Thursday, May 11, 2006

What on earth is call control ?

When researching about VoIP, PBX or phone service, you will certainly come across these words: call control. You will find it everywhere reading telecom oriented documentation. On the other hand if you search for a reference to call control in the XMPP Jingle related pages, your result set will be mostly irrelevant. And this is not because (insert your favorite search engine here)'s crawler did not read these pages, but more simply because nobody actually took the time to describe it and associate it with Jingle. I am going to try and fill this void.

Call control is the manipulation of session and media relationship affecting the experience of participants in a "conversation space".

There are several definitions of “session” on the web. I could use this one: “Each instance of a service. Sessions start when the service is first provided and close when the service is ended. A user may be allowed to have multiple sessions active simultaneously.” In the context of multimedia communication, a service is simply what supports the ability to communicate between a pair of participants. In XMPP, the willingness to establish a service session relationship is managed by the session level of the Jingle framework.

The communication between the “participants” is supported by a variable number of communication media such as voice, video, text, etc. A session comprises a dynamic set of multimedia senders and receivers and the data streams flowing from senders to receivers. In XMPP, the choice of these media, their characteristics, as well as the dynamic modification of their usage rules is managed by the media and transport levels of the Jingle framework.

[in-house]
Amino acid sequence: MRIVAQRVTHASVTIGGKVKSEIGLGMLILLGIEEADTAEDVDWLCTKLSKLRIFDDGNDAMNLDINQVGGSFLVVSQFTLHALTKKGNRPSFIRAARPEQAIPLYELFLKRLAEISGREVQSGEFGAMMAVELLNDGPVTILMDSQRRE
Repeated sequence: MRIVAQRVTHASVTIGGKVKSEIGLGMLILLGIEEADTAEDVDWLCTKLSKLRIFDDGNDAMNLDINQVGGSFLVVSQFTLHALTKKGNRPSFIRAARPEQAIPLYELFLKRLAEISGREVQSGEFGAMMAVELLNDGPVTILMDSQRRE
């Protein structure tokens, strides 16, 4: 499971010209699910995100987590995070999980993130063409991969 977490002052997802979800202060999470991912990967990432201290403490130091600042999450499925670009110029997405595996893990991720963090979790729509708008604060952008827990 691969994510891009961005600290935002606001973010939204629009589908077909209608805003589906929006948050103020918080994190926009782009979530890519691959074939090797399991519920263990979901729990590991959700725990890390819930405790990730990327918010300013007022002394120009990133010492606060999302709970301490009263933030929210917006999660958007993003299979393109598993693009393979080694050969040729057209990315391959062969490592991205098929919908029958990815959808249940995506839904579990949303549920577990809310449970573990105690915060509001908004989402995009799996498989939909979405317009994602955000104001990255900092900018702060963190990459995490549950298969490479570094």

At this point, we can call a participant an entity able to send an original version of a media, or receives a media, and terminate a media. In short, a participant is a end entity in a conversation, using mutimedia senders and receivers. This definifion excludes the intermediaries entities such as a media mixer or a conference service.

And finaly, we can define a “conversation space” as the set of participants having access to all the media sent in the context of that space. A phone call is a simple conversation space, as is an IM chat session in XMPP. A MUC conference room is another conversation space, as is a voice conference call.

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